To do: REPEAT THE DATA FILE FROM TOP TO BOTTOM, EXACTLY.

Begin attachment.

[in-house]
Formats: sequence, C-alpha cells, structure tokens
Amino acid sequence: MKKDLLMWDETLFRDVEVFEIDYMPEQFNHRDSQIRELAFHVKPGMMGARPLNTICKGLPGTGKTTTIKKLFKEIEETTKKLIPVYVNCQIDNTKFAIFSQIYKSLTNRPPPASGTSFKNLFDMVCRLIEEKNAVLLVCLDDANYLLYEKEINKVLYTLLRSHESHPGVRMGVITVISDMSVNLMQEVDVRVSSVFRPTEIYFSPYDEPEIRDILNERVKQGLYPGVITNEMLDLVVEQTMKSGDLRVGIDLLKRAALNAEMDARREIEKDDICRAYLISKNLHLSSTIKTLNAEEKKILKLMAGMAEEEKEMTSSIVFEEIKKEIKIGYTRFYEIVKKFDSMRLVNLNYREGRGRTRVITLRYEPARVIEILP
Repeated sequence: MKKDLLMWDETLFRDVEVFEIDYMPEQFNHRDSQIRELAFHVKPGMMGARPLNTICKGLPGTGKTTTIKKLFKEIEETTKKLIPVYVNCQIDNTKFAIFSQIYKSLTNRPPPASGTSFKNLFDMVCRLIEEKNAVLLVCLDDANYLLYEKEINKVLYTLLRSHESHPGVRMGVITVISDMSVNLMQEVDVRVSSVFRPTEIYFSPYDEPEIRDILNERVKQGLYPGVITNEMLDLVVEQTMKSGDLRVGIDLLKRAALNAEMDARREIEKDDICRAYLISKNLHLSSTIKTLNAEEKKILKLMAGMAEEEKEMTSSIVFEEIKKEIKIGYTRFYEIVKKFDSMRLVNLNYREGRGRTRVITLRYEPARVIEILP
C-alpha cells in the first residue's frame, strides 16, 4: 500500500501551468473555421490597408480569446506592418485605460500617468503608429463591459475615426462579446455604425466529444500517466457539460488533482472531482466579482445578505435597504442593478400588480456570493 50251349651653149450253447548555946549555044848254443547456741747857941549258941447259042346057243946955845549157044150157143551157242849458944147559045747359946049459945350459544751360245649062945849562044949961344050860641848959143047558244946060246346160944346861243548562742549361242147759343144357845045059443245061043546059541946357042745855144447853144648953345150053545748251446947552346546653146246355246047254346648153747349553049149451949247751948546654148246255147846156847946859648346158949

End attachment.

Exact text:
[in-house]
Formats: sequence, C-alpha cells, structure tokens
Amino acid sequence: MKKDLLMWDETLFRDVEVFEIDYMPEQFNHRDSQIRELAFHVKPGMMGARPLNTICKGLPGTGKTTTIKKLFKEIEETTKKLIPVYVNCQIDNTKFAIFSQIYKSLTNRPPPASGTSFKNLFDMVCRLIEEKNAVLLVCLDDANYLLYEKEINKVLYTLLRSHESHPGVRMGVITVISDMSVNLMQEVDVRVSSVFRPTEIYFSPYDEPEIRDILNERVKQGLYPGVITNEMLDLVVEQTMKSGDLRVGIDLLKRAALNAEMDARREIEKDDICRAYLISKNLHLSSTIKTLNAEEKKILKLMAGMAEEEKEMTSSIVFEEIKKEIKIGYTRFYEIVKKFDSMRLVNLNYREGRGRTRVITLRYEPARVIEILP
Repeated sequence: MKKDLLMWDETLFRDVEVFEIDYMPEQFNHRDSQIRELAFHVKPGMMGARPLNTICKGLPGTGKTTTIKKLFKEIEETTKKLIPVYVNCQIDNTKFAIFSQIYKSLTNRPPPASGTSFKNLFDMVCRLIEEKNAVLLVCLDDANYLLYEKEINKVLYTLLRSHESHPGVRMGVITVISDMSVNLMQEVDVRVSSVFRPTEIYFSPYDEPEIRDILNERVKQGLYPGVITNEMLDLVVEQTMKSGDLRVGIDLLKRAALNAEMDARREIEKDDICRAYLISKNLHLSSTIKTLNAEEKKILKLMAGMAEEEKEMTSSIVFEEIKKEIKIGYTRFYEIVKKFDSMRLVNLNYREGRGRTRVITLRYEPARVIEILP
C-alpha cells in the first residue's frame, strides 16, 4: 500500500501551468473555421490597408480569446506592418485605460500617468503608429463591459475615426462579446455604425466529444500517466457539460488533482472531482466579482445578505435597504442593478400588480456570493 50251349651653149450253447548555946549555044848254443547456741747857941549258941447259042346057243946955845549157044150157143551157242849458944147559045747359946049459945350459544751360245649062945849562044949961344050860641848959143047558244946060246346160944346861243548562742549361242147759343144357845045059443245061043546059541946357042745855144447853144648953345150053545748251446947552346546653146246355246047254346648153747349553049149451949247751948546654148246255147846156847946859648346158949